Brussels food market will house largest solar panel installation in EU

Brussels food market will house largest solar panel installation in EU
Credit: Wikimedia Commons

One of the busiest food markets in Brussels will house what is set to be among the largest integrated solar panel installations in Europe after it teamed up with a local start-up to carry out the feat.

Dating back to the late 19th century, the market halls of the Marché des Abattoirs in the southern municipality of Anderlecht will soon be outfitted with 1.2 hectares of photovoltaic panels.

Plans to renovate the roofing of the market hall’s sprawling site of 11 hectares —home to a bustling and popular food and produce market— had been slow due to the fact that the site is listed and protected as part of Brussels’ architectural heritage.

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The installation will have the capacity to power up the equivalent of 700 households and will be the largest building-integrated solar panel installation in an urban environment within the European Union (EU), according to a press release.

The renovations of the market hall’s roof will be the first since the original zinc roofing was replaced by what was meant to be a temporary waterproof cover, which has nevertheless remained in place for decades.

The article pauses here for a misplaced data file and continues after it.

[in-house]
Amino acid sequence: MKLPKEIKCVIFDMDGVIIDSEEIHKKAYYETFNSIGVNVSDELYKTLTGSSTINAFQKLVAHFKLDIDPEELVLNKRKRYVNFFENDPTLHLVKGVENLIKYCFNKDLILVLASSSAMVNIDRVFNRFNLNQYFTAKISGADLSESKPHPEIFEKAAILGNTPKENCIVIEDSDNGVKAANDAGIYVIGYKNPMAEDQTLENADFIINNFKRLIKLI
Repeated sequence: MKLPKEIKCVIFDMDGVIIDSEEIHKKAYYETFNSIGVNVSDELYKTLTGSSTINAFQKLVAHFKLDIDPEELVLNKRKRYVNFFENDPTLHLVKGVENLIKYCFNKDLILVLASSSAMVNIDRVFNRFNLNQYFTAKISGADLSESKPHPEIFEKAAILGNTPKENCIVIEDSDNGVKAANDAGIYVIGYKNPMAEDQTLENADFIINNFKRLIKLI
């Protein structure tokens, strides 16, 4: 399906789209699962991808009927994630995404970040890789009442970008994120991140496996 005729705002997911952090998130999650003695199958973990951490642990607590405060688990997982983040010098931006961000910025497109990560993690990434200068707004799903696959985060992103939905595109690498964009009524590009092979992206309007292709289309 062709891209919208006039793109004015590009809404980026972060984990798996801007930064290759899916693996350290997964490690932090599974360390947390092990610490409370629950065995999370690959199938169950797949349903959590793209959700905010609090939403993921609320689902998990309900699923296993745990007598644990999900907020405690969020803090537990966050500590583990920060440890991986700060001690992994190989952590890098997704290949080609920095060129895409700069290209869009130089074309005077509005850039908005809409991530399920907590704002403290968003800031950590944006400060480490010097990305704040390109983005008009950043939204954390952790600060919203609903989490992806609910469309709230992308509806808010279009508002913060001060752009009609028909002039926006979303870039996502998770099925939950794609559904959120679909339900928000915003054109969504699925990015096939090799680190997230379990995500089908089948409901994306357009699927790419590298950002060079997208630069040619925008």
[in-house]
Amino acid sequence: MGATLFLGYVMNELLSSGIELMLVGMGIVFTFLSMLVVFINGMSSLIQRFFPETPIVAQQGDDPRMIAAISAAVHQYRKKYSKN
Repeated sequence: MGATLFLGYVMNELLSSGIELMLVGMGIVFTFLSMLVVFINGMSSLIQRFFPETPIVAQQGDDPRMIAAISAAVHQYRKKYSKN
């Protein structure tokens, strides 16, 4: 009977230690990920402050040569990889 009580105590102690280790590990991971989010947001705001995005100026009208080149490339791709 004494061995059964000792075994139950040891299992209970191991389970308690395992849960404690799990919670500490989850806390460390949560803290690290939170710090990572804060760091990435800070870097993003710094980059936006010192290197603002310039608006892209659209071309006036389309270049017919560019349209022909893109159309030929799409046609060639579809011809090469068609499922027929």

“Unfortunately, this temporary solution has been in place for 40 years and is causing condensation problems that accelerate the degradation of the halls,” Léopold Coppieters, co-founder of Brussels photovoltaic film Skysun said.

“This project proves that renewable energy has a place in the urban landscape and that it can also be aesthetically pleasing, as this one is part of a heritage building.”

The renovation costs were described as a “win-win-win” situation for all parties involved, with the photovoltaic firm’s welcoming a “long-term and profitable investment” while the Abattoir benefiting from near cost-free renovations of its worn-out roofing.

The project will also have the added novelty of selling any surplus of the local production of energy directly to consumers, rather than reselling it to a grid operator.

“Ordinarily, photovoltaic projects tend to sell their surplus in one block to a conventional energy supplier. This is therefore an innovative solution that shows the rising popularity and potential of decentralised models of energy that bring consumers and energy producers closer together.”

Gabriela Galindo
The Brussels Times


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